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  • Mistakes Made, Lessons Learned Back

    Recently I was involved in helping resolve a flooring issue for a good client. As we were working to remove the built up dirt and grime from the textured floor, several questions occurred to me. Was this a typical occurrence on most floors? What could we have done differently to make sure that this ‘free’ floor work wasn’t necessary? What should we have told the client that would have prevented this in the first place? The more I thought about the circumstances surrounding this situation it occurred to me that there were actually three things that should have been addressed more effectively in the beginning; Cost, Durability/longevity, Quality. Let’s address each of these items.

    Cost

    How much will it cost?” In this economy that has to be the most common question we get asked. The answer isn’t as simple as it might sound at first. Obviously there is the actual cost of maintaining a floor based on the square footage involved, but that isn’t the whole story. There are hidden costs for not doing something that need to be addressed as well as added benefits and reduced costs in the long run for doing the work. In this case we should have recognized that a textured floor would be more likely to accumulate dirt and grime than a smooth finish with no texture at all. Our sales advisor should have educated the client about the floor and should have recommended a regular machine scrub to keep the floor clean. There would have been a small extra cost involved but in the long run the cost incurred to do a much bigger scrub job and the reduced life of the floor would have exceeded the cost of monthly service. The price isn’t always the price.

    Durability

    Operations managers don’t want to have their business schedule interrupted repeatedly and frequently. The longer a carpet cleaning, or in this case, floor work lasts the less inconvenient and disruptive we are to the client. Furniture doesn’t have to be moved as often and schedules don’t have to be adjusted. However, sometimes we have to be realistic regarding the expectations and desires of a client and the reality created by the volume of foot traffic and type of floor involved. In our example the floor is a rubberized ‘wood look’ product which wears well and is relatively easy to maintain with the proper procedures in place. This client also receives a fairly heavy amount of foot traffic. Going forward we are recommending a machine scrub once per month to manage the soil transfer and to achieve the level of clean expected by the client. While the cost has increased slightly in conjunction with the increase in work to maintain the floor, the client gets a clean floor, adds life to the floor (always a good thing) and actually saves money when compared to major scrubbing and cleaning procedures that would be required if the maintenance was not done regularly.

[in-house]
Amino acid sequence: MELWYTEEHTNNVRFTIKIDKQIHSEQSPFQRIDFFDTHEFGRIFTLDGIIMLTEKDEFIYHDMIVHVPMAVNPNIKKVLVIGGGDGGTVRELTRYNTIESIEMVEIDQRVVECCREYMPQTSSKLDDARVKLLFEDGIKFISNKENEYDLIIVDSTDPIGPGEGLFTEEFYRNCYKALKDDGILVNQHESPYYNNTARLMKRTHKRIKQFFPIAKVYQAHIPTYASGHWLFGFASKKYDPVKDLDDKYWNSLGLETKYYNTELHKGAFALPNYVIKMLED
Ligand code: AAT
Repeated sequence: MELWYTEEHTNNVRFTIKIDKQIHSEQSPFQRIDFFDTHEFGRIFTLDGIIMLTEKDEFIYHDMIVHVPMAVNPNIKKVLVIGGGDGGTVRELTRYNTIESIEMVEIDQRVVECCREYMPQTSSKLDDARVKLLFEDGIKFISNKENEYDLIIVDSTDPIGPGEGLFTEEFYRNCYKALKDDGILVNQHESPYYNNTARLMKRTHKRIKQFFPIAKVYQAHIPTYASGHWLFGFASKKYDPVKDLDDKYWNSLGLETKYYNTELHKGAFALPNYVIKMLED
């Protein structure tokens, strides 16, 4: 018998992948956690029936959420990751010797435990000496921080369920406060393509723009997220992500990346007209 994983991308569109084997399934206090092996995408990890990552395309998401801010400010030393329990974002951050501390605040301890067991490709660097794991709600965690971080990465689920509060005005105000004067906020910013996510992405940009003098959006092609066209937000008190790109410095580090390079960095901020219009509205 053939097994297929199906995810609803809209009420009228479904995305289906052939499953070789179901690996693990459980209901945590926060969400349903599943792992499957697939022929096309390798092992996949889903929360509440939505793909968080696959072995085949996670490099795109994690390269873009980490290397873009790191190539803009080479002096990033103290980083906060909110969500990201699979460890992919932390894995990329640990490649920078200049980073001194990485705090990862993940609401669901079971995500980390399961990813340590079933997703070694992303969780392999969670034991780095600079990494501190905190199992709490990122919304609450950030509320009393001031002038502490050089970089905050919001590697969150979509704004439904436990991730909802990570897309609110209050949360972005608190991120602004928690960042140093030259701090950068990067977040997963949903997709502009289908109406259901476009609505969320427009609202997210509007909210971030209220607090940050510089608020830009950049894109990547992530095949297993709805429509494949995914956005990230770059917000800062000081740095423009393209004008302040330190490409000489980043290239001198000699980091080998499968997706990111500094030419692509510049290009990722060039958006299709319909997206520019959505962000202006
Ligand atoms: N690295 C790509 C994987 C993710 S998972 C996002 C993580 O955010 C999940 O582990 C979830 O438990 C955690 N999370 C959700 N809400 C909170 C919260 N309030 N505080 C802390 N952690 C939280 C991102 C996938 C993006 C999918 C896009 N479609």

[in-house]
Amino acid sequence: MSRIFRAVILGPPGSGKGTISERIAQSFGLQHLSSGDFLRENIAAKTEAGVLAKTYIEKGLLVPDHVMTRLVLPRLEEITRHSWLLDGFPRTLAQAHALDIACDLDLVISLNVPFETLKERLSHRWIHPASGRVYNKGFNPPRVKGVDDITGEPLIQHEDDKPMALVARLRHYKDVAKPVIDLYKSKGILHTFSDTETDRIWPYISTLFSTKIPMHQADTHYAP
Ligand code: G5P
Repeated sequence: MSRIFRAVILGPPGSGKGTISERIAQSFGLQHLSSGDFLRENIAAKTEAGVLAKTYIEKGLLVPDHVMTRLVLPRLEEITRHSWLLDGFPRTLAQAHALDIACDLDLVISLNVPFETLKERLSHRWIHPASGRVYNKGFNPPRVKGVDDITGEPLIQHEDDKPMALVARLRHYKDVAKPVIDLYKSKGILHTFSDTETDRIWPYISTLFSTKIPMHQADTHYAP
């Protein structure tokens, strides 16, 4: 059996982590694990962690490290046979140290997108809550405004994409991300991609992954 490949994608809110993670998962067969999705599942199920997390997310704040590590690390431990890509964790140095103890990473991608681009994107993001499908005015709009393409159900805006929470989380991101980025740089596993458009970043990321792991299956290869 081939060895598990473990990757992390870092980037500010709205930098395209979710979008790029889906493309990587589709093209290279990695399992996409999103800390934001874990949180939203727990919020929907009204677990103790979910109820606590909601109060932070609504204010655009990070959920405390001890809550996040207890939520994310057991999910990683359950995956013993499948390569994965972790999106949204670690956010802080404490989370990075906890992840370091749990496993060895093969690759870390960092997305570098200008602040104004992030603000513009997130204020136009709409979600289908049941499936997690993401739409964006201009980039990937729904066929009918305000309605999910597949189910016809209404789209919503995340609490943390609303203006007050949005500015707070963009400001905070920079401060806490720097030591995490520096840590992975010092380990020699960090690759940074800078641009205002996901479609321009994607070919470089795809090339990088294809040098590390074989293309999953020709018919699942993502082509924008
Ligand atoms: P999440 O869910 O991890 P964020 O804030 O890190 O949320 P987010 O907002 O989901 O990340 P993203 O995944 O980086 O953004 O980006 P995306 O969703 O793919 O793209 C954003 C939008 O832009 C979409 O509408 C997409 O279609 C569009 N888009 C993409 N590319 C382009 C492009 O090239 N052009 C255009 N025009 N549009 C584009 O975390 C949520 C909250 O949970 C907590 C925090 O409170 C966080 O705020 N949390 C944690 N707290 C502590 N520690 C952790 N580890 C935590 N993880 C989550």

Quality

    This is probably the least measurable of the three client concerns but might be the most critical. Using quality products, quality equipment and quality procedures will always produce a quality result. For most of our customers, how they present themselves to the public is critical. First impressions can result in long term relationships and repeat business as well as recommendations. Janitorial Companies who provide quality floor and carpet work are major contributors to that effort. Quality also includes how information is communicated, when it is communicated and what options are presented so that the client has an opportunity to make an informed decision. While our work has been ‘quality’ work our initial communication and presentation of options lacked sufficient information to allow the client to see the need for the maintenance program.

    Sometimes the poor condition of the floors are due to inadequate tools and poor procedures and nothing to do with a lack of floor maintenance. In our example our technicians were using Microfiber flat mops and changing the pads regularly, using proper mopping techniques. The tools were ‘quality’ and the process was correct.

    The next time you look at your office floors you might ask yourself if cost, durability, and quality are part of your maintenance program. Are you getting the results you want? If not, let us knowand maybe we can help.

    Admin
    Jan 30, 2017
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